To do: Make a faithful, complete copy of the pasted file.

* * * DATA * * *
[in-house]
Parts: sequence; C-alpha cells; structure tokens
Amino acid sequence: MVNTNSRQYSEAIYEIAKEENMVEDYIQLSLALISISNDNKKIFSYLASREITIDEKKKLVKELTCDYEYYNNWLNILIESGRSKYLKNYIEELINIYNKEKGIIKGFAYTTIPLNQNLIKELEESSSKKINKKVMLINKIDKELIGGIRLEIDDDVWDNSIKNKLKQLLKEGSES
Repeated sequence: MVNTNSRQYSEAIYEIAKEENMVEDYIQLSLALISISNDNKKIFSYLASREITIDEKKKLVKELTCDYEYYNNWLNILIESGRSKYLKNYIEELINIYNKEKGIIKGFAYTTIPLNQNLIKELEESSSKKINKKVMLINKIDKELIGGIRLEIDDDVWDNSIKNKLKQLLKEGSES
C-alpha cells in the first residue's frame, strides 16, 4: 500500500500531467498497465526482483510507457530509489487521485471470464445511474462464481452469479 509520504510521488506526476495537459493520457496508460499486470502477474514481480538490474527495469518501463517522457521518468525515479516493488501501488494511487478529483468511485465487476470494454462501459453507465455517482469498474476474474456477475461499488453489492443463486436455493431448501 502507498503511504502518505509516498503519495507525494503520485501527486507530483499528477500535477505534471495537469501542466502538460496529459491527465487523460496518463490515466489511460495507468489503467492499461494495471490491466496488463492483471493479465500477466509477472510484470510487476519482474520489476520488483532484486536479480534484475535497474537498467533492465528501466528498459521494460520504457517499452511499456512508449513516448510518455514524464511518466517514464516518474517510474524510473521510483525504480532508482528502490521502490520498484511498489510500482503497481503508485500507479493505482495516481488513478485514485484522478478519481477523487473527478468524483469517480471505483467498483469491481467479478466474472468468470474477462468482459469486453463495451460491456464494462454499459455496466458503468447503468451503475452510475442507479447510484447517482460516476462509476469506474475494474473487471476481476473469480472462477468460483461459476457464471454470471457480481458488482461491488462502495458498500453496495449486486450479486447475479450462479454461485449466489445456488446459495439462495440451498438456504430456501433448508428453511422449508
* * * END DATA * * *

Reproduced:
[in-house]
Parts: sequence; C-alpha cells; structure tokens
Amino acid sequence: MVNTNSRQYSEAIYEIAKEENMVEDYIQLSLALISISNDNKKIFSYLASREITIDEKKKLVKELTCDYEYYNNWLNILIESGRSKYLKNYIEELINIYNKEKGIIKGFAYTTIPLNQNLIKELEESSSKKINKKVMLINKIDKELIGGIRLEIDDDVWDNSIKNKLKQLLKEGSES
Repeated sequence: MVNTNSRQYSEAIYEIAKEENMVEDYIQLSLALISISNDNKKIFSYLASREITIDEKKKLVKELTCDYEYYNNWLNILIESGRSKYLKNYIEELINIYNKEKGIIKGFAYTTIPLNQNLIKELEESSSKKINKKVMLINKIDKELIGGIRLEIDDDVWDNSIKNKLKQLLKEGSES
C-alpha cells in the first residue's frame, strides 16, 4: 500500500500531467498497465526482483510507457530509489487521485471470464445511474462464481452469479 509520504510521488506526476495537459493520457496508460499486470502477474514481480538490474527495469518501463517522457521518468525515479516493488501501488494511487478529483468511485465487476470494454462501459453507465455517482469498474476474474456477475461499488453489492443463486436455493431448501 502507498503511504502518505509516498503519495507525494503520485501527486507530483499528477500535477505534471495537469501542466502538460496529459491527465487523460496518463490515466489511460495507468489503467492499461494495471490491466496488463492483471493479465500477466509477472510484470510487476519482474520489476520488483532484486536479480534484475535497474537498467533492465528501466528498459521494460520504457517499452511499456512508449513516448510518455514524464511518466517514464516518474517510474524510473521510483525504480532508482528502490521502490520498484511498489510500482503497481503508485500507479493505482495516481488513478485514485484522478478519481477523487473527478468524483469517480471505483467498483469491481467479478466474472468468470474477462468482459469486453463495451460491456464494462454499459455496466458503468447503468451503475452510475442507479447510484447517482460516476462509476469506474475494474473487471476481476473469480472462477468460483461459476457464471454470471457480481458488482461491488462502495458498500453496495449486486450479486447475479450462479454461485449466489445456488446459495439462495440451498438456504430456501433448508428453511422449508